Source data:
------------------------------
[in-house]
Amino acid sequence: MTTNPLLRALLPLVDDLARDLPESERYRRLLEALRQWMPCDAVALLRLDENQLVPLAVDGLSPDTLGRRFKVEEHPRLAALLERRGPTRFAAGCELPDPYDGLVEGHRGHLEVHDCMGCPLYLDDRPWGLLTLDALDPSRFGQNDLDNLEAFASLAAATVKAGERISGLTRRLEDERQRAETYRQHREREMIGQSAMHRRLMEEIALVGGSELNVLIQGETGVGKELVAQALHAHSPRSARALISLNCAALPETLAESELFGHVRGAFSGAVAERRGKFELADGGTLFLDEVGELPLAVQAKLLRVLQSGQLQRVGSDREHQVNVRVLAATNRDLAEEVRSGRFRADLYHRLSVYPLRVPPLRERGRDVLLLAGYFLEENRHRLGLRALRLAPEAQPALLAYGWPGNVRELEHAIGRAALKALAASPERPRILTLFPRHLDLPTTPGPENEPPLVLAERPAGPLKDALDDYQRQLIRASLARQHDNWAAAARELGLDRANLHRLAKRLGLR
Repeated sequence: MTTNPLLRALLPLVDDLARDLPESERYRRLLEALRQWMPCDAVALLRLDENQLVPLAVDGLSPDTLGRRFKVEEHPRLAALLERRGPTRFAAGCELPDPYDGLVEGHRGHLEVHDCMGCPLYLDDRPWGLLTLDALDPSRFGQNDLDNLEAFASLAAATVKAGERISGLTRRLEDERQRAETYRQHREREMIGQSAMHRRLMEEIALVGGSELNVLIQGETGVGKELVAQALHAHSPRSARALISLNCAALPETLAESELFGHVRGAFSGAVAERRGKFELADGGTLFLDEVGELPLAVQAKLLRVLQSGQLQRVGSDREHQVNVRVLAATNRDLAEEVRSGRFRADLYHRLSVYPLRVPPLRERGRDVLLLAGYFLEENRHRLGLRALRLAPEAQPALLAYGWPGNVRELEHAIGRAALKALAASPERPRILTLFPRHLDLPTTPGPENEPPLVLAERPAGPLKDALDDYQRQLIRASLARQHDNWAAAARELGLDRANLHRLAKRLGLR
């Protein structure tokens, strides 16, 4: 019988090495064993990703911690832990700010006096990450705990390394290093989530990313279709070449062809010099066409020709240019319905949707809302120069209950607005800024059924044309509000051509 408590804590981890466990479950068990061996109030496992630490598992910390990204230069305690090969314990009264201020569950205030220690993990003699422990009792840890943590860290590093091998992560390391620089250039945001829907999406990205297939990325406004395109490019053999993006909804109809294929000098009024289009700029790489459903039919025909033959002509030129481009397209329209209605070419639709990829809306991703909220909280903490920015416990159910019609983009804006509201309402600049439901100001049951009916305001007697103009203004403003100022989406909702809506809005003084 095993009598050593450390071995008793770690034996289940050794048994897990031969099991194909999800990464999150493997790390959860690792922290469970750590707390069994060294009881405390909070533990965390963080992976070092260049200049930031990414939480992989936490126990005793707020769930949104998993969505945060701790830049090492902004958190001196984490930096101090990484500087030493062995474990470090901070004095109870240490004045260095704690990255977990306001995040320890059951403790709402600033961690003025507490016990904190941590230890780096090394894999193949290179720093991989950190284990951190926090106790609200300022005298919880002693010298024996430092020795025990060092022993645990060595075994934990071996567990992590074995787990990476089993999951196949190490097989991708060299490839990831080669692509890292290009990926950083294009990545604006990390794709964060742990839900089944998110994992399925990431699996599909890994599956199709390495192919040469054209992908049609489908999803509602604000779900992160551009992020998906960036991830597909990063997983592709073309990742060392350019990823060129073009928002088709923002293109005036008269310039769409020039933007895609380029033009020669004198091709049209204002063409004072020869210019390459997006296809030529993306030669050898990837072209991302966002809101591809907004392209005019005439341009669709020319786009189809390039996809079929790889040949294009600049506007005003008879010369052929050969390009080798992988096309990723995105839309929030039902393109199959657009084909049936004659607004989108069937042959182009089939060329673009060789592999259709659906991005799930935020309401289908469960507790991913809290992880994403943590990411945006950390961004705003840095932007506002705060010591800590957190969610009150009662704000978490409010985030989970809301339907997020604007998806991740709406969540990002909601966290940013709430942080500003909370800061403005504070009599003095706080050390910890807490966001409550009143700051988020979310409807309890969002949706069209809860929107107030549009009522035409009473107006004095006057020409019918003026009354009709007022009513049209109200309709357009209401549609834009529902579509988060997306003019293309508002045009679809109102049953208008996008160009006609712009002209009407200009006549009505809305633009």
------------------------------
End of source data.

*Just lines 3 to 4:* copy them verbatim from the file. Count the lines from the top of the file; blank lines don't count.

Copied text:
Repeated sequence: MTTNPLLRALLPLVDDLARDLPESERYRRLLEALRQWMPCDAVALLRLDENQLVPLAVDGLSPDTLGRRFKVEEHPRLAALLERRGPTRFAAGCELPDPYDGLVEGHRGHLEVHDCMGCPLYLDDRPWGLLTLDALDPSRFGQNDLDNLEAFASLAAATVKAGERISGLTRRLEDERQRAETYRQHREREMIGQSAMHRRLMEEIALVGGSELNVLIQGETGVGKELVAQALHAHSPRSARALISLNCAALPETLAESELFGHVRGAFSGAVAERRGKFELADGGTLFLDEVGELPLAVQAKLLRVLQSGQLQRVGSDREHQVNVRVLAATNRDLAEEVRSGRFRADLYHRLSVYPLRVPPLRERGRDVLLLAGYFLEENRHRLGLRALRLAPEAQPALLAYGWPGNVRELEHAIGRAALKALAASPERPRILTLFPRHLDLPTTPGPENEPPLVLAERPAGPLKDALDDYQRQLIRASLARQHDNWAAAARELGLDRANLHRLAKRLGLR
């Protein structure tokens, strides 16, 4: 019988090495064993990703911690832990700010006096990450705990390394290093989530990313279709070449062809010099066409020709240019319905949707809302120069209950607005800024059924044309509000051509 408590804590981890466990479950068990061996109030496992630490598992910390990204230069305690090969314990009264201020569950205030220690993990003699422990009792840890943590860290590093091998992560390391620089250039945001829907999406990205297939990325406004395109490019053999993006909804109809294929000098009024289009700029790489459903039919025909033959002509030129481009397209329209209605070419639709990829809306991703909220909280903490920015416990159910019609983009804006509201309402600049439901100001049951009916305001007697103009203004403003100022989406909702809506809005003084 095993009598050593450390071995008793770690034996289940050794048994897990031969099991194909999800990464999150493997790390959860690792922290469970750590707390069994060294009881405390909070533990965390963080992976070092260049200049930031990414939480992989936490126990005793707020769930949104998993969505945060701790830049090492902004958190001196984490930096101090990484500087030493062995474990470090901070004095109870240490004045260095704690990255977990306001995040320890059951403790709402600033961690003025507490016990904190941590230890780096090394894999193949290179720093991989950190284990951190926090106790609200300022005298919880002693010298024996430092020795025990060092022993645990060595075994934990071996567990992590074995787990990476089993999951196949190490097989991708060299490839990831080669692509890292290009990926950083294009990545604006990390794709964060742990839900089944998110994992399925990431699996599909890994599956199709390495192919040469054209992908049609489908999803509602604000779900992160551009992020998906960036991830597909990063997983592709073309990742060392350019990823060129073009928002088709923002293109005036008269310039769409020039933007895609380029033009020669004198091709049209204002063409004072020869210019390459997006296809030529993306030669050898990837072209991302966002809101591809907004392209005019005439341009669709020319786009189809390039996809079929790889040949294009600049506007005003008879010369052929050969390009080798992988096309990723995105839309929030039902393109199959657009084909049936004659607004989108069937042959182009089939060329673009060789592999259709659906991005799930935020309401289908469960507790991913809290992880994403943590990411945006950390961004705003840095932007506002705060010591800590957190969610009150009662704000978490409010985030989970809301339907997020604007998806991740709406969540990002909601966290940013709430942080500003909370800061403005504070009599003095706080050390910890807490966001409550009143700051988020979310409807309890969002949706069209809860929107107030549009009522035409009473107006004095006057020409019918003026009354009709007022009513049209109200309709357009209401549609834009529902579509988060997306003019293309508002045009679809109102049953208008996008160009006609712009002209009407200009006549009505809305633009």